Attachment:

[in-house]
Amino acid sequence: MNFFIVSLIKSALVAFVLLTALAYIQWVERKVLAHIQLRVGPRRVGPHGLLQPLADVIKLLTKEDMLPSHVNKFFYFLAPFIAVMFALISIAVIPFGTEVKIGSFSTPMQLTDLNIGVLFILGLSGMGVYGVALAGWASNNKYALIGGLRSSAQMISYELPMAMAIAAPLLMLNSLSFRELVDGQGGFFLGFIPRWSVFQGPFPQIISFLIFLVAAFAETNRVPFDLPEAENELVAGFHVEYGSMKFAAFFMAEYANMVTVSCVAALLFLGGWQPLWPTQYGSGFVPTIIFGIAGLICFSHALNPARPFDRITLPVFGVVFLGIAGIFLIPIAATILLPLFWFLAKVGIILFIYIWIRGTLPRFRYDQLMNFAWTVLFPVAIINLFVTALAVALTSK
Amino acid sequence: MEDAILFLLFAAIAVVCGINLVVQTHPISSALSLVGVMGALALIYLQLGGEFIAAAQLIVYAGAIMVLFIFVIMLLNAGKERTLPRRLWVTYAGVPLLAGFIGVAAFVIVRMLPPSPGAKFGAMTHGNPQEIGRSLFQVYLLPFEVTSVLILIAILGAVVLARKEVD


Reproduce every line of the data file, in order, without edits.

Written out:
[in-house]
Amino acid sequence: MNFFIVSLIKSALVAFVLLTALAYIQWVERKVLAHIQLRVGPRRVGPHGLLQPLADVIKLLTKEDMLPSHVNKFFYFLAPFIAVMFALISIAVIPFGTEVKIGSFSTPMQLTDLNIGVLFILGLSGMGVYGVALAGWASNNKYALIGGLRSSAQMISYELPMAMAIAAPLLMLNSLSFRELVDGQGGFFLGFIPRWSVFQGPFPQIISFLIFLVAAFAETNRVPFDLPEAENELVAGFHVEYGSMKFAAFFMAEYANMVTVSCVAALLFLGGWQPLWPTQYGSGFVPTIIFGIAGLICFSHALNPARPFDRITLPVFGVVFLGIAGIFLIPIAATILLPLFWFLAKVGIILFIYIWIRGTLPRFRYDQLMNFAWTVLFPVAIINLFVTALAVALTSK
Amino acid sequence: MEDAILFLLFAAIAVVCGINLVVQTHPISSALSLVGVMGALALIYLQLGGEFIAAAQLIVYAGAIMVLFIFVIMLLNAGKERTLPRRLWVTYAGVPLLAGFIGVAAFVIVRMLPPSPGAKFGAMTHGNPQEIGRSLFQVYLLPFEVTSVLILIAILGAVVLARKEVD